I am twenty-one years old. This means I am, legally, in all countries, an adult. I can vote, drink, and drive, though not necessarily at the same time. I am expected to know how to act in a way appropriate to my age and responsibilities, although current society has been pretty lax with that requirement.
To be honest, I still feel seventeen a lot of the time–not quite sure what I’m doing, where I’m going, or what I’m going to do when I get there. The world feels a lot like a show I haven’t been given the script to and am improvising as I go along. For the most part, though, I’m managing, shifting from role to role–daughter, “sister,” friend, student, employee, band-member, writer, etcetera.–if not with ease, then at least without causing a total catastrophe. But one role that has always confounded me has been the role of girl. Woman. Female. Person I can manage, but woman…woman is a different ball game.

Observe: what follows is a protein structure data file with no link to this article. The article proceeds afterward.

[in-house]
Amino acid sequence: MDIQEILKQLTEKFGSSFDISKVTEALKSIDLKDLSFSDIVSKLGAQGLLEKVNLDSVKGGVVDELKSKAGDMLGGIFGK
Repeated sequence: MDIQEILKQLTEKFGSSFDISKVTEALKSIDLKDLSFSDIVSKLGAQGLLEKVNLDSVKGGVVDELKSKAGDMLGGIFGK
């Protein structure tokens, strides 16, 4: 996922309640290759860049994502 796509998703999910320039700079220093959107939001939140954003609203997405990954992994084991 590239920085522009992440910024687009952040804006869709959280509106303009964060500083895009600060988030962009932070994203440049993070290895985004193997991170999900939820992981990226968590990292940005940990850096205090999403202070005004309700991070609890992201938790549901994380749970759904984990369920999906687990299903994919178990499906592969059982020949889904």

My MRS professor, Ms. Ting, explained that in research, there are two kinds of definitions: dictionary, or circular; and operational, or functional. The first defines based on what the object is, the second the characteristics the object has, or what the object does. According to the dictionary, a woman is “an adult human female.” Female means “of or denoting the sex that can bear offspring or produce eggs, distinguished biologically by the production of gametes (ova) which can be fertilized by male gametes.” I get that definition–it would be impossible for me not to, considering I went through the agony of puberty which, to be honest, wasn’t all that “agonizing” (just awkward). It’s the operational definition that I don’t get.
What characteristics am I supposed to have?
What am I supposed to do?
What does it mean to be a woman?
(Stay tuned for Part 3)